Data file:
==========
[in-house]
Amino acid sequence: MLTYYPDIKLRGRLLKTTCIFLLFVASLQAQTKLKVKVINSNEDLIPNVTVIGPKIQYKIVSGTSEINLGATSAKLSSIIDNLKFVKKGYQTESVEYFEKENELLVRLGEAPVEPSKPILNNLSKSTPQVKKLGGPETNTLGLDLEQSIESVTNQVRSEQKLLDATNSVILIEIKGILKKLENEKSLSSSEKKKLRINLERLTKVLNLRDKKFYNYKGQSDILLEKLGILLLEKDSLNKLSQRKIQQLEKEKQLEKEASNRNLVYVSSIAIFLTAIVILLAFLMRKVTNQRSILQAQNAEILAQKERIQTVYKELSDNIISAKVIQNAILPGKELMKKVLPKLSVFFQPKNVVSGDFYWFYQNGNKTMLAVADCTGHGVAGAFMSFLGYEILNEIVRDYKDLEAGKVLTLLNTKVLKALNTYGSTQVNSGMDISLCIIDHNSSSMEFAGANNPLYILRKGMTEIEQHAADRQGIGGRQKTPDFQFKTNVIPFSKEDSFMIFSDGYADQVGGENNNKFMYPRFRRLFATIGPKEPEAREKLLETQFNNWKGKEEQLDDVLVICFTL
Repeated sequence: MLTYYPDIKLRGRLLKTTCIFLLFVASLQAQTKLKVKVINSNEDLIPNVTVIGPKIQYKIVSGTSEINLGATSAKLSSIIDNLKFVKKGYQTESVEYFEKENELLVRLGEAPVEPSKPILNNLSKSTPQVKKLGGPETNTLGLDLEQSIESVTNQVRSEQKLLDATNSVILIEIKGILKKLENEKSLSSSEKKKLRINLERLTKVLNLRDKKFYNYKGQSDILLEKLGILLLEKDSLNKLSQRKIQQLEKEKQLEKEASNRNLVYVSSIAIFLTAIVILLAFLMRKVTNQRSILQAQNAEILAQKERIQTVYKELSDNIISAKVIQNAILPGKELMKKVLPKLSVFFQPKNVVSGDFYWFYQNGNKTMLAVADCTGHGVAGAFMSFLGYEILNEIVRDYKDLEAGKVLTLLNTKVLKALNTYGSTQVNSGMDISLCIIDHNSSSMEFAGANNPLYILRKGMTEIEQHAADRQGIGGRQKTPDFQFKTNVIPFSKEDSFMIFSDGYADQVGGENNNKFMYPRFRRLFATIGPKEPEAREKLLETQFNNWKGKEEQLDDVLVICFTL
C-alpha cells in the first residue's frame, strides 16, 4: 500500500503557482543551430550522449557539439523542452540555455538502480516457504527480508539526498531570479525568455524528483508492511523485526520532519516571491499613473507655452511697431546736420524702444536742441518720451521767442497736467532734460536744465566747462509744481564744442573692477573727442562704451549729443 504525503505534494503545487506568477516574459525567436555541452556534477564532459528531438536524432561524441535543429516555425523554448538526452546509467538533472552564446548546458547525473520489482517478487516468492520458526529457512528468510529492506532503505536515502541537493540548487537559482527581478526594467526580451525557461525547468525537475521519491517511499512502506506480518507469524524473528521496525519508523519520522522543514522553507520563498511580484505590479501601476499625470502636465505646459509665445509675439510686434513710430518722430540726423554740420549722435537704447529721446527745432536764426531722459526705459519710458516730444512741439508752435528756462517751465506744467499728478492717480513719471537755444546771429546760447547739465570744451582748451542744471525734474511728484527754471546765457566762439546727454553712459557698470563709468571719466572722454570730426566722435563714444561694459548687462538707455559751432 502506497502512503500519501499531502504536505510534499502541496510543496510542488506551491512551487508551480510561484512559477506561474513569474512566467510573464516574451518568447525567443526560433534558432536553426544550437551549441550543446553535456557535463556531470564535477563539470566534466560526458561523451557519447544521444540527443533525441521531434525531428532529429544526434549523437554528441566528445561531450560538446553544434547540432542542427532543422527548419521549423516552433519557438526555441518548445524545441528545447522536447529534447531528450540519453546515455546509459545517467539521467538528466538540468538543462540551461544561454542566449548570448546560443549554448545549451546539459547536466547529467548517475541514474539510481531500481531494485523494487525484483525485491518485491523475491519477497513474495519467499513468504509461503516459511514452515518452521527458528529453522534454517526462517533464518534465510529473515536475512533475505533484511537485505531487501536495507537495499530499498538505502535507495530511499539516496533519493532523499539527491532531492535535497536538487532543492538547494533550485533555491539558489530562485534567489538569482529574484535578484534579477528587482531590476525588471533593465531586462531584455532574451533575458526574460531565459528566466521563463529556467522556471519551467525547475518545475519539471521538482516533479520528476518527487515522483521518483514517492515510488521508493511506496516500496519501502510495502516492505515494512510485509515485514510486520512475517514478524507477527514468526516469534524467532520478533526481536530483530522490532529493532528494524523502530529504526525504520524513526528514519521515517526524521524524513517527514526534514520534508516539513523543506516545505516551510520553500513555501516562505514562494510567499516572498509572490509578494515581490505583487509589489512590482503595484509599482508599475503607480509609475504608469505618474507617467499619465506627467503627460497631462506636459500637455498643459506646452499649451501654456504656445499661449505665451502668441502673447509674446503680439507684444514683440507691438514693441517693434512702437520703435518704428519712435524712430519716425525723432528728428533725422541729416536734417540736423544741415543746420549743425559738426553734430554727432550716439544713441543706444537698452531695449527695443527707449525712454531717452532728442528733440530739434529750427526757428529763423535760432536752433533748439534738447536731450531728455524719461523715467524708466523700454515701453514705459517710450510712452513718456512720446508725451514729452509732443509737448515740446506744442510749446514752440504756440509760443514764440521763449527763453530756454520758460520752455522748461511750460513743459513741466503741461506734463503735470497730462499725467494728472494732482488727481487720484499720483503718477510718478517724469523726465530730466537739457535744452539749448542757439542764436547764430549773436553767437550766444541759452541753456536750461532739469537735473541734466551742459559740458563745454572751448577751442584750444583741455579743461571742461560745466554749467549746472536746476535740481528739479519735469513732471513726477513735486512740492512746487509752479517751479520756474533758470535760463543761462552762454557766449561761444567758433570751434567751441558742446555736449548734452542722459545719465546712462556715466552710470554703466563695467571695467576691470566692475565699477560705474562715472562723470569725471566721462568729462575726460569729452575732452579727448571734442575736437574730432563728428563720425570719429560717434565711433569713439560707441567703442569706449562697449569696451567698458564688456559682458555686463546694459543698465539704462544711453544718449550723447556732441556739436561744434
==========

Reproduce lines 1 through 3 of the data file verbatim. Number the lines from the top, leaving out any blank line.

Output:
[in-house]
Amino acid sequence: MLTYYPDIKLRGRLLKTTCIFLLFVASLQAQTKLKVKVINSNEDLIPNVTVIGPKIQYKIVSGTSEINLGATSAKLSSIIDNLKFVKKGYQTESVEYFEKENELLVRLGEAPVEPSKPILNNLSKSTPQVKKLGGPETNTLGLDLEQSIESVTNQVRSEQKLLDATNSVILIEIKGILKKLENEKSLSSSEKKKLRINLERLTKVLNLRDKKFYNYKGQSDILLEKLGILLLEKDSLNKLSQRKIQQLEKEKQLEKEASNRNLVYVSSIAIFLTAIVILLAFLMRKVTNQRSILQAQNAEILAQKERIQTVYKELSDNIISAKVIQNAILPGKELMKKVLPKLSVFFQPKNVVSGDFYWFYQNGNKTMLAVADCTGHGVAGAFMSFLGYEILNEIVRDYKDLEAGKVLTLLNTKVLKALNTYGSTQVNSGMDISLCIIDHNSSSMEFAGANNPLYILRKGMTEIEQHAADRQGIGGRQKTPDFQFKTNVIPFSKEDSFMIFSDGYADQVGGENNNKFMYPRFRRLFATIGPKEPEAREKLLETQFNNWKGKEEQLDDVLVICFTL
Repeated sequence: MLTYYPDIKLRGRLLKTTCIFLLFVASLQAQTKLKVKVINSNEDLIPNVTVIGPKIQYKIVSGTSEINLGATSAKLSSIIDNLKFVKKGYQTESVEYFEKENELLVRLGEAPVEPSKPILNNLSKSTPQVKKLGGPETNTLGLDLEQSIESVTNQVRSEQKLLDATNSVILIEIKGILKKLENEKSLSSSEKKKLRINLERLTKVLNLRDKKFYNYKGQSDILLEKLGILLLEKDSLNKLSQRKIQQLEKEKQLEKEASNRNLVYVSSIAIFLTAIVILLAFLMRKVTNQRSILQAQNAEILAQKERIQTVYKELSDNIISAKVIQNAILPGKELMKKVLPKLSVFFQPKNVVSGDFYWFYQNGNKTMLAVADCTGHGVAGAFMSFLGYEILNEIVRDYKDLEAGKVLTLLNTKVLKALNTYGSTQVNSGMDISLCIIDHNSSSMEFAGANNPLYILRKGMTEIEQHAADRQGIGGRQKTPDFQFKTNVIPFSKEDSFMIFSDGYADQVGGENNNKFMYPRFRRLFATIGPKEPEAREKLLETQFNNWKGKEEQLDDVLVICFTL